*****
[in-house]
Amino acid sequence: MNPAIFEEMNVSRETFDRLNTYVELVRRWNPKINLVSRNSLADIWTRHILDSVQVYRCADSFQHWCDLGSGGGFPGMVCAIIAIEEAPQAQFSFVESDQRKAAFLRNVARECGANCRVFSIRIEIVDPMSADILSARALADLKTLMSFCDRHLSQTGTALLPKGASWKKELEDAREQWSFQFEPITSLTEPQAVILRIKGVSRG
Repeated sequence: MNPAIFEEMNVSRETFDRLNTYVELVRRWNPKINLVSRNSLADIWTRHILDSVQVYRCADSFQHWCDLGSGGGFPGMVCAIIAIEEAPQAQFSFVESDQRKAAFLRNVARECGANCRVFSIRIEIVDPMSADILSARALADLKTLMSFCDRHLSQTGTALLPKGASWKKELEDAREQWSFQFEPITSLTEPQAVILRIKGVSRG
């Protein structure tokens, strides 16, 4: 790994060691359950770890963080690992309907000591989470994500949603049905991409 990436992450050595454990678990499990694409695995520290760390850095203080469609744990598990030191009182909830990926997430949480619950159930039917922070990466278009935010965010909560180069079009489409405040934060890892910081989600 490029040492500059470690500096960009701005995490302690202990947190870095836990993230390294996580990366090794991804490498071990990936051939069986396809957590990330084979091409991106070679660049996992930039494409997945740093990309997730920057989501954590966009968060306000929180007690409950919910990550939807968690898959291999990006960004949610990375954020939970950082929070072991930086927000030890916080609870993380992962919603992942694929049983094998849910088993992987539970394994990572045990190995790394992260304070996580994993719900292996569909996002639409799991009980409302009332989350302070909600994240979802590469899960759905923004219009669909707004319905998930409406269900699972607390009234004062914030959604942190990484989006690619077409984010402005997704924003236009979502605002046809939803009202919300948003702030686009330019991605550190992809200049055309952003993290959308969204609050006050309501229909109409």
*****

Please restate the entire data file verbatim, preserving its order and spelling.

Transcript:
[in-house]
Amino acid sequence: MNPAIFEEMNVSRETFDRLNTYVELVRRWNPKINLVSRNSLADIWTRHILDSVQVYRCADSFQHWCDLGSGGGFPGMVCAIIAIEEAPQAQFSFVESDQRKAAFLRNVARECGANCRVFSIRIEIVDPMSADILSARALADLKTLMSFCDRHLSQTGTALLPKGASWKKELEDAREQWSFQFEPITSLTEPQAVILRIKGVSRG
Repeated sequence: MNPAIFEEMNVSRETFDRLNTYVELVRRWNPKINLVSRNSLADIWTRHILDSVQVYRCADSFQHWCDLGSGGGFPGMVCAIIAIEEAPQAQFSFVESDQRKAAFLRNVARECGANCRVFSIRIEIVDPMSADILSARALADLKTLMSFCDRHLSQTGTALLPKGASWKKELEDAREQWSFQFEPITSLTEPQAVILRIKGVSRG
């Protein structure tokens, strides 16, 4: 790994060691359950770890963080690992309907000591989470994500949603049905991409 990436992450050595454990678990499990694409695995520290760390850095203080469609744990598990030191009182909830990926997430949480619950159930039917922070990466278009935010965010909560180069079009489409405040934060890892910081989600 490029040492500059470690500096960009701005995490302690202990947190870095836990993230390294996580990366090794991804490498071990990936051939069986396809957590990330084979091409991106070679660049996992930039494409997945740093990309997730920057989501954590966009968060306000929180007690409950919910990550939807968690898959291999990006960004949610990375954020939970950082929070072991930086927000030890916080609870993380992962919603992942694929049983094998849910088993992987539970394994990572045990190995790394992260304070996580994993719900292996569909996002639409799991009980409302009332989350302070909600994240979802590469899960759905923004219009669909707004319905998930409406269900699972607390009234004062914030959604942190990484989006690619077409984010402005997704924003236009979502605002046809939803009202919300948003702030686009330019991605550190992809200049055309952003993290959308969204609050006050309501229909109409």